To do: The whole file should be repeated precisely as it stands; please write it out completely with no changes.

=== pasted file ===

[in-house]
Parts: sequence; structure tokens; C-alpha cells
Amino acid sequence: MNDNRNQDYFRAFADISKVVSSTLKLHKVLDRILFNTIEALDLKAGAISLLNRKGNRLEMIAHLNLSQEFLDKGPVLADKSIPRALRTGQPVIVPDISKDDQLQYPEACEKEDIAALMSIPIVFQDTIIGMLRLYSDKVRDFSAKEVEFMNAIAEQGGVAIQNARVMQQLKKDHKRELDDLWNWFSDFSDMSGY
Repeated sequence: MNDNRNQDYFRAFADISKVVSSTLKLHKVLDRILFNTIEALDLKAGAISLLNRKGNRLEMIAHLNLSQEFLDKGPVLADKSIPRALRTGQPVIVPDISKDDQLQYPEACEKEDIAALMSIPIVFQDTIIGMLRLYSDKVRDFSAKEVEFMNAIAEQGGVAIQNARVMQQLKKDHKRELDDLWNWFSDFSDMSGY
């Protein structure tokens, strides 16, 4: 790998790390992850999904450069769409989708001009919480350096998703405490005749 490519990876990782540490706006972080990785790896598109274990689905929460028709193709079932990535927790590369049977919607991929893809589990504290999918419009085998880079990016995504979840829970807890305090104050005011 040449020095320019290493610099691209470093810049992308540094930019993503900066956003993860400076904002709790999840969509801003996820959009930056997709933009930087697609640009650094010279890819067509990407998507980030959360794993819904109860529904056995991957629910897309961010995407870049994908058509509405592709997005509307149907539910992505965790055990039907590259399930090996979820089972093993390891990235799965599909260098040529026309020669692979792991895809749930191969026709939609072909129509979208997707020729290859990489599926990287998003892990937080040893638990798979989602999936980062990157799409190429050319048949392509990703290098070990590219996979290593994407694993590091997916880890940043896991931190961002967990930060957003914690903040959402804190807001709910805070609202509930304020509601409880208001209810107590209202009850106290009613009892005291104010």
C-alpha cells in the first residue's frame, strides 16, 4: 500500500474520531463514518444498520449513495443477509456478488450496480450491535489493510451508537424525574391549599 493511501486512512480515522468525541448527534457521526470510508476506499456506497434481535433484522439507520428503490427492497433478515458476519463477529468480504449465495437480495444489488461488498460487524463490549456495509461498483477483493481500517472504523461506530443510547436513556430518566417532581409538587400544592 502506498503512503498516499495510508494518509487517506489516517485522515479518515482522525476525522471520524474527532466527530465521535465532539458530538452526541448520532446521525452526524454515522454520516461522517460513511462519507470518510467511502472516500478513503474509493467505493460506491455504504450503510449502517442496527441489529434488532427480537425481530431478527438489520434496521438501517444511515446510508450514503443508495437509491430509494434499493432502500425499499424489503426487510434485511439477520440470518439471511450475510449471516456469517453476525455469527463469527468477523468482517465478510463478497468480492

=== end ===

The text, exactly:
[in-house]
Parts: sequence; structure tokens; C-alpha cells
Amino acid sequence: MNDNRNQDYFRAFADISKVVSSTLKLHKVLDRILFNTIEALDLKAGAISLLNRKGNRLEMIAHLNLSQEFLDKGPVLADKSIPRALRTGQPVIVPDISKDDQLQYPEACEKEDIAALMSIPIVFQDTIIGMLRLYSDKVRDFSAKEVEFMNAIAEQGGVAIQNARVMQQLKKDHKRELDDLWNWFSDFSDMSGY
Repeated sequence: MNDNRNQDYFRAFADISKVVSSTLKLHKVLDRILFNTIEALDLKAGAISLLNRKGNRLEMIAHLNLSQEFLDKGPVLADKSIPRALRTGQPVIVPDISKDDQLQYPEACEKEDIAALMSIPIVFQDTIIGMLRLYSDKVRDFSAKEVEFMNAIAEQGGVAIQNARVMQQLKKDHKRELDDLWNWFSDFSDMSGY
């Protein structure tokens, strides 16, 4: 790998790390992850999904450069769409989708001009919480350096998703405490005749 490519990876990782540490706006972080990785790896598109274990689905929460028709193709079932990535927790590369049977919607991929893809589990504290999918419009085998880079990016995504979840829970807890305090104050005011 040449020095320019290493610099691209470093810049992308540094930019993503900066956003993860400076904002709790999840969509801003996820959009930056997709933009930087697609640009650094010279890819067509990407998507980030959360794993819904109860529904056995991957629910897309961010995407870049994908058509509405592709997005509307149907539910992505965790055990039907590259399930090996979820089972093993390891990235799965599909260098040529026309020669692979792991895809749930191969026709939609072909129509979208997707020729290859990489599926990287998003892990937080040893638990798979989602999936980062990157799409190429050319048949392509990703290098070990590219996979290593994407694993590091997916880890940043896991931190961002967990930060957003914690903040959402804190807001709910805070609202509930304020509601409880208001209810107590209202009850106290009613009892005291104010």
C-alpha cells in the first residue's frame, strides 16, 4: 500500500474520531463514518444498520449513495443477509456478488450496480450491535489493510451508537424525574391549599 493511501486512512480515522468525541448527534457521526470510508476506499456506497434481535433484522439507520428503490427492497433478515458476519463477529468480504449465495437480495444489488461488498460487524463490549456495509461498483477483493481500517472504523461506530443510547436513556430518566417532581409538587400544592 502506498503512503498516499495510508494518509487517506489516517485522515479518515482522525476525522471520524474527532466527530465521535465532539458530538452526541448520532446521525452526524454515522454520516461522517460513511462519507470518510467511502472516500478513503474509493467505493460506491455504504450503510449502517442496527441489529434488532427480537425481530431478527438489520434496521438501517444511515446510508450514503443508495437509491430509494434499493432502500425499499424489503426487510434485511439477520440470518439471511450475510449471516456469517453476525455469527463469527468477523468482517465478510463478497468480492